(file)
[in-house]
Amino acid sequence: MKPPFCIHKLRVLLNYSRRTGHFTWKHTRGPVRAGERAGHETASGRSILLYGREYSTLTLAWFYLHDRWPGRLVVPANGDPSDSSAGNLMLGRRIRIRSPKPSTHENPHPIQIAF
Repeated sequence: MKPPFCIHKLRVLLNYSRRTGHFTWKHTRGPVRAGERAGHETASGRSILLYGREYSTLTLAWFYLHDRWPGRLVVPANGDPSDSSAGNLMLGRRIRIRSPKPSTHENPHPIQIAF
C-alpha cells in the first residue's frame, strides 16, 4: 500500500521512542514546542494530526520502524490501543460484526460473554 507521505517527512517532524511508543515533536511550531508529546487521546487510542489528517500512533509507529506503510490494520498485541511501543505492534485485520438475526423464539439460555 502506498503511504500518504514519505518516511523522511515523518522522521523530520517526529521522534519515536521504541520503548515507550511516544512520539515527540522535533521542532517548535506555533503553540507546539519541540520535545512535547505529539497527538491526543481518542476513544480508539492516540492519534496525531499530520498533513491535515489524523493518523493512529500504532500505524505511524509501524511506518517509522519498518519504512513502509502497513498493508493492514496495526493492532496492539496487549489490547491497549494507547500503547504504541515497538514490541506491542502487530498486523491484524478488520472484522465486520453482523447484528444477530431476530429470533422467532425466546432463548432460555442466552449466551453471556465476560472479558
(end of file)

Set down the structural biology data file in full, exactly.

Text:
[in-house]
Amino acid sequence: MKPPFCIHKLRVLLNYSRRTGHFTWKHTRGPVRAGERAGHETASGRSILLYGREYSTLTLAWFYLHDRWPGRLVVPANGDPSDSSAGNLMLGRRIRIRSPKPSTHENPHPIQIAF
Repeated sequence: MKPPFCIHKLRVLLNYSRRTGHFTWKHTRGPVRAGERAGHETASGRSILLYGREYSTLTLAWFYLHDRWPGRLVVPANGDPSDSSAGNLMLGRRIRIRSPKPSTHENPHPIQIAF
C-alpha cells in the first residue's frame, strides 16, 4: 500500500521512542514546542494530526520502524490501543460484526460473554 507521505517527512517532524511508543515533536511550531508529546487521546487510542489528517500512533509507529506503510490494520498485541511501543505492534485485520438475526423464539439460555 502506498503511504500518504514519505518516511523522511515523518522522521523530520517526529521522534519515536521504541520503548515507550511516544512520539515527540522535533521542532517548535506555533503553540507546539519541540520535545512535547505529539497527538491526543481518542476513544480508539492516540492519534496525531499530520498533513491535515489524523493518523493512529500504532500505524505511524509501524511506518517509522519498518519504512513502509502497513498493508493492514496495526493492532496492539496487549489490547491497549494507547500503547504504541515497538514490541506491542502487530498486523491484524478488520472484522465486520453482523447484528444477530431476530429470533422467532425466546432463548432460555442466552449466551453471556465476560472479558